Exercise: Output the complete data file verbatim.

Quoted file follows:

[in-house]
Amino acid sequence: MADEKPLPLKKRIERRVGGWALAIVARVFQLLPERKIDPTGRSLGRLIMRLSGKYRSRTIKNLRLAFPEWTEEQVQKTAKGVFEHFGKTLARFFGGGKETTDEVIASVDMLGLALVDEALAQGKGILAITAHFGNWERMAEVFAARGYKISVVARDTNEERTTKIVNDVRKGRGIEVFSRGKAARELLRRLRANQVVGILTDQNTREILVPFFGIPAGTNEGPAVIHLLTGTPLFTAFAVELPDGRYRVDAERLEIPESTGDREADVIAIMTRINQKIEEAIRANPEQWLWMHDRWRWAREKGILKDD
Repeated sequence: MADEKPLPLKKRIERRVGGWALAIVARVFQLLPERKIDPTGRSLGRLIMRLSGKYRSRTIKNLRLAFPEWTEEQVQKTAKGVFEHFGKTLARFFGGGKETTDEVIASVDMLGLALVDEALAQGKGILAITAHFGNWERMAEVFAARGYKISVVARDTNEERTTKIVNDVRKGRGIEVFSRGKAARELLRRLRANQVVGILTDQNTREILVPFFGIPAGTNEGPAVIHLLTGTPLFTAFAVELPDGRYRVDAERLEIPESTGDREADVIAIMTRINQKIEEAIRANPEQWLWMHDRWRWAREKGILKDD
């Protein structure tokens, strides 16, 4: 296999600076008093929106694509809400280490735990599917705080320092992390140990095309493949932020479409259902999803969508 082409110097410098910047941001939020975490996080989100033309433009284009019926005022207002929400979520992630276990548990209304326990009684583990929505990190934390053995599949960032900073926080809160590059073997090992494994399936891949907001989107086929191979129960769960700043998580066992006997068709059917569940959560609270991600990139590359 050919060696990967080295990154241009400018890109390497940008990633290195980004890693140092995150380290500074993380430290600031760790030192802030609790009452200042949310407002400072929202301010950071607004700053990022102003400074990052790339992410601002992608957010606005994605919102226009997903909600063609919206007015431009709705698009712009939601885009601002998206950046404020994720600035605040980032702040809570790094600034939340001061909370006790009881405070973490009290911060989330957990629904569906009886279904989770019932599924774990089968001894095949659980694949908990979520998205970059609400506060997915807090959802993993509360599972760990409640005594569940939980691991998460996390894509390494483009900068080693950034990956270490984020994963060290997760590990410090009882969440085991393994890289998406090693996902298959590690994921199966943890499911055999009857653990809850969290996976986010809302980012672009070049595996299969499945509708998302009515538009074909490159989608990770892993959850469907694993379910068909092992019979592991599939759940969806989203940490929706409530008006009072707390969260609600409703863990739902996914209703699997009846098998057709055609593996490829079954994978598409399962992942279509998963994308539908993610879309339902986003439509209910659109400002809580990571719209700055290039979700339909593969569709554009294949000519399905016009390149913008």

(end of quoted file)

[in-house]
Amino acid sequence: MADEKPLPLKKRIERRVGGWALAIVARVFQLLPERKIDPTGRSLGRLIMRLSGKYRSRTIKNLRLAFPEWTEEQVQKTAKGVFEHFGKTLARFFGGGKETTDEVIASVDMLGLALVDEALAQGKGILAITAHFGNWERMAEVFAARGYKISVVARDTNEERTTKIVNDVRKGRGIEVFSRGKAARELLRRLRANQVVGILTDQNTREILVPFFGIPAGTNEGPAVIHLLTGTPLFTAFAVELPDGRYRVDAERLEIPESTGDREADVIAIMTRINQKIEEAIRANPEQWLWMHDRWRWAREKGILKDD
Repeated sequence: MADEKPLPLKKRIERRVGGWALAIVARVFQLLPERKIDPTGRSLGRLIMRLSGKYRSRTIKNLRLAFPEWTEEQVQKTAKGVFEHFGKTLARFFGGGKETTDEVIASVDMLGLALVDEALAQGKGILAITAHFGNWERMAEVFAARGYKISVVARDTNEERTTKIVNDVRKGRGIEVFSRGKAARELLRRLRANQVVGILTDQNTREILVPFFGIPAGTNEGPAVIHLLTGTPLFTAFAVELPDGRYRVDAERLEIPESTGDREADVIAIMTRINQKIEEAIRANPEQWLWMHDRWRWAREKGILKDD
């Protein structure tokens, strides 16, 4: 296999600076008093929106694509809400280490735990599917705080320092992390140990095309493949932020479409259902999803969508 082409110097410098910047941001939020975490996080989100033309433009284009019926005022207002929400979520992630276990548990209304326990009684583990929505990190934390053995599949960032900073926080809160590059073997090992494994399936891949907001989107086929191979129960769960700043998580066992006997068709059917569940959560609270991600990139590359 050919060696990967080295990154241009400018890109390497940008990633290195980004890693140092995150380290500074993380430290600031760790030192802030609790009452200042949310407002400072929202301010950071607004700053990022102003400074990052790339992410601002992608957010606005994605919102226009997903909600063609919206007015431009709705698009712009939601885009601002998206950046404020994720600035605040980032702040809570790094600034939340001061909370006790009881405070973490009290911060989330957990629904569906009886279904989770019932599924774990089968001894095949659980694949908990979520998205970059609400506060997915807090959802993993509360599972760990409640005594569940939980691991998460996390894509390494483009900068080693950034990956270490984020994963060290997760590990410090009882969440085991393994890289998406090693996902298959590690994921199966943890499911055999009857653990809850969290996976986010809302980012672009070049595996299969499945509708998302009515538009074909490159989608990770892993959850469907694993379910068909092992019979592991599939759940969806989203940490929706409530008006009072707390969260609600409703863990739902996914209703699997009846098998057709055609593996490829079954994978598409399962992942279509998963994308539908993610879309339902986003439509209910659109400002809580990571719209700055290039979700339909593969569709554009294949000519399905016009390149913008």